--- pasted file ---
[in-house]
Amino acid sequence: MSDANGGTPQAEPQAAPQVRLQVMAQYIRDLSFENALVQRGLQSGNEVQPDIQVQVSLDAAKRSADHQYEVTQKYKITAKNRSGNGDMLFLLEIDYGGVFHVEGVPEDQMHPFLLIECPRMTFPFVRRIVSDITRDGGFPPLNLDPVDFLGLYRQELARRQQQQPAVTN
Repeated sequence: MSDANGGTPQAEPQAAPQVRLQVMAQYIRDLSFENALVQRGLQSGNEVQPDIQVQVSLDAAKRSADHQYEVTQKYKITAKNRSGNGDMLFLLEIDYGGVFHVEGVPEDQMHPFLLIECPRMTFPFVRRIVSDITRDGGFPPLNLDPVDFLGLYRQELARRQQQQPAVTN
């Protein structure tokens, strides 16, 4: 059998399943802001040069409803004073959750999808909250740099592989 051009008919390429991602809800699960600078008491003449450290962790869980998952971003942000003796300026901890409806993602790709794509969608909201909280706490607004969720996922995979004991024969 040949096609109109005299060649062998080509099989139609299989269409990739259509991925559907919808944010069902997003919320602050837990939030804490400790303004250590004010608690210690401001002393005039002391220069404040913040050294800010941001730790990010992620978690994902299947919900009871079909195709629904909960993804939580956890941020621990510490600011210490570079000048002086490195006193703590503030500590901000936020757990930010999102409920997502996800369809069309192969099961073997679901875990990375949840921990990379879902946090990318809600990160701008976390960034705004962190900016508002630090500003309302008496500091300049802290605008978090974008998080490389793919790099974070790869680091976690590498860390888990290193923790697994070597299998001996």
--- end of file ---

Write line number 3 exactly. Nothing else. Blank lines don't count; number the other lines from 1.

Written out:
Repeated sequence: MSDANGGTPQAEPQAAPQVRLQVMAQYIRDLSFENALVQRGLQSGNEVQPDIQVQVSLDAAKRSADHQYEVTQKYKITAKNRSGNGDMLFLLEIDYGGVFHVEGVPEDQMHPFLLIECPRMTFPFVRRIVSDITRDGGFPPLNLDPVDFLGLYRQELARRQQQQPAVTN